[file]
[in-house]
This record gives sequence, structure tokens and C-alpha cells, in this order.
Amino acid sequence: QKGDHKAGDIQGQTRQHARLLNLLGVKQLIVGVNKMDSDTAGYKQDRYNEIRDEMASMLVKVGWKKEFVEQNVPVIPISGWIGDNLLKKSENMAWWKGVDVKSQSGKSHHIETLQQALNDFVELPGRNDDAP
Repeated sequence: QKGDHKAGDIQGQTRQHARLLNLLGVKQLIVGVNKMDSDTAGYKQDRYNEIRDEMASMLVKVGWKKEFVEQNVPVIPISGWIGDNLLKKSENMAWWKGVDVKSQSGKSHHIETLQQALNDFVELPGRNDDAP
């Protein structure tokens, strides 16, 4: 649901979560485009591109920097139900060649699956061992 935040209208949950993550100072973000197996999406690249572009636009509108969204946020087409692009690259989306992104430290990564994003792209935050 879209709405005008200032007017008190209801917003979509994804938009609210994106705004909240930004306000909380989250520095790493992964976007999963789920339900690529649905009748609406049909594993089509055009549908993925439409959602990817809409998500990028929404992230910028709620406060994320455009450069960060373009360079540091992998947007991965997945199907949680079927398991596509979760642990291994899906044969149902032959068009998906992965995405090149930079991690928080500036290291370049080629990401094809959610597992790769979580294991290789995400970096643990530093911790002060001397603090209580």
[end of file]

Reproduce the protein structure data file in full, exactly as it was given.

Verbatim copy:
[in-house]
This record gives sequence, structure tokens and C-alpha cells, in this order.
Amino acid sequence: QKGDHKAGDIQGQTRQHARLLNLLGVKQLIVGVNKMDSDTAGYKQDRYNEIRDEMASMLVKVGWKKEFVEQNVPVIPISGWIGDNLLKKSENMAWWKGVDVKSQSGKSHHIETLQQALNDFVELPGRNDDAP
Repeated sequence: QKGDHKAGDIQGQTRQHARLLNLLGVKQLIVGVNKMDSDTAGYKQDRYNEIRDEMASMLVKVGWKKEFVEQNVPVIPISGWIGDNLLKKSENMAWWKGVDVKSQSGKSHHIETLQQALNDFVELPGRNDDAP
């Protein structure tokens, strides 16, 4: 649901979560485009591109920097139900060649699956061992 935040209208949950993550100072973000197996999406690249572009636009509108969204946020087409692009690259989306992104430290990564994003792209935050 879209709405005008200032007017008190209801917003979509994804938009609210994106705004909240930004306000909380989250520095790493992964976007999963789920339900690529649905009748609406049909594993089509055009549908993925439409959602990817809409998500990028929404992230910028709620406060994320455009450069960060373009360079540091992998947007991965997945199907949680079927398991596509979760642990291994899906044969149902032959068009998906992965995405090149930079991690928080500036290291370049080629990401094809959610597992790769979580294991290789995400970096643990530093911790002060001397603090209580």